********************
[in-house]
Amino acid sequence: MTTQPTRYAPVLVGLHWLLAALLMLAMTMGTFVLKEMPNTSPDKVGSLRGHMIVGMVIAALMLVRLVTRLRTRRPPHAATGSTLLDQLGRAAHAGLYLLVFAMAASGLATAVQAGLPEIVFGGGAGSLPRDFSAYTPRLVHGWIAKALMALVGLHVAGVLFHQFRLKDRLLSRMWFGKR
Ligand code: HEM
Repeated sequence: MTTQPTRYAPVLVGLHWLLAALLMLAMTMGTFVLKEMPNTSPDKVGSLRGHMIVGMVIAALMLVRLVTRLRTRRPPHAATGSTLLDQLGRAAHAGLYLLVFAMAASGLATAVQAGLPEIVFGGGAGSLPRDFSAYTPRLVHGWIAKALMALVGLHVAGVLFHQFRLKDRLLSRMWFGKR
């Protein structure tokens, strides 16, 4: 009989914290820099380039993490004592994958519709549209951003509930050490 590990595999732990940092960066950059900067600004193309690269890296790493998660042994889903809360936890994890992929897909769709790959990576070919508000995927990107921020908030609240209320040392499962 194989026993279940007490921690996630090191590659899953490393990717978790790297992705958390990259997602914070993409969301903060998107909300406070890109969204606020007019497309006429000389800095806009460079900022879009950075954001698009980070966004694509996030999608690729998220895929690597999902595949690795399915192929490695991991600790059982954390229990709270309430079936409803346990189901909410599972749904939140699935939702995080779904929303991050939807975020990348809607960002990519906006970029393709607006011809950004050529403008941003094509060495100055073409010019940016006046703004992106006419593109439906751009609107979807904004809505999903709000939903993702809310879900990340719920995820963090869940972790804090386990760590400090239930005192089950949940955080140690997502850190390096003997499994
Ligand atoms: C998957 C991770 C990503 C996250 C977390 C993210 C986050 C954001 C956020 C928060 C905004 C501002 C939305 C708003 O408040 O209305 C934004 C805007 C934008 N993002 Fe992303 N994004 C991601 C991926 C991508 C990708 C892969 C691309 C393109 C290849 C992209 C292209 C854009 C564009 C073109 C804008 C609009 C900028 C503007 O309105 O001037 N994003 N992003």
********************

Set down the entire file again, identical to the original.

[in-house]
Amino acid sequence: MTTQPTRYAPVLVGLHWLLAALLMLAMTMGTFVLKEMPNTSPDKVGSLRGHMIVGMVIAALMLVRLVTRLRTRRPPHAATGSTLLDQLGRAAHAGLYLLVFAMAASGLATAVQAGLPEIVFGGGAGSLPRDFSAYTPRLVHGWIAKALMALVGLHVAGVLFHQFRLKDRLLSRMWFGKR
Ligand code: HEM
Repeated sequence: MTTQPTRYAPVLVGLHWLLAALLMLAMTMGTFVLKEMPNTSPDKVGSLRGHMIVGMVIAALMLVRLVTRLRTRRPPHAATGSTLLDQLGRAAHAGLYLLVFAMAASGLATAVQAGLPEIVFGGGAGSLPRDFSAYTPRLVHGWIAKALMALVGLHVAGVLFHQFRLKDRLLSRMWFGKR
């Protein structure tokens, strides 16, 4: 009989914290820099380039993490004592994958519709549209951003509930050490 590990595999732990940092960066950059900067600004193309690269890296790493998660042994889903809360936890994890992929897909769709790959990576070919508000995927990107921020908030609240209320040392499962 194989026993279940007490921690996630090191590659899953490393990717978790790297992705958390990259997602914070993409969301903060998107909300406070890109969204606020007019497309006429000389800095806009460079900022879009950075954001698009980070966004694509996030999608690729998220895929690597999902595949690795399915192929490695991991600790059982954390229990709270309430079936409803346990189901909410599972749904939140699935939702995080779904929303991050939807975020990348809607960002990519906006970029393709607006011809950004050529403008941003094509060495100055073409010019940016006046703004992106006419593109439906751009609107979807904004809505999903709000939903993702809310879900990340719920995820963090869940972790804090386990760590400090239930005192089950949940955080140690997502850190390096003997499994
Ligand atoms: C998957 C991770 C990503 C996250 C977390 C993210 C986050 C954001 C956020 C928060 C905004 C501002 C939305 C708003 O408040 O209305 C934004 C805007 C934008 N993002 Fe992303 N994004 C991601 C991926 C991508 C990708 C892969 C691309 C393109 C290849 C992209 C292209 C854009 C564009 C073109 C804008 C609009 C900028 C503007 O309105 O001037 N994003 N992003």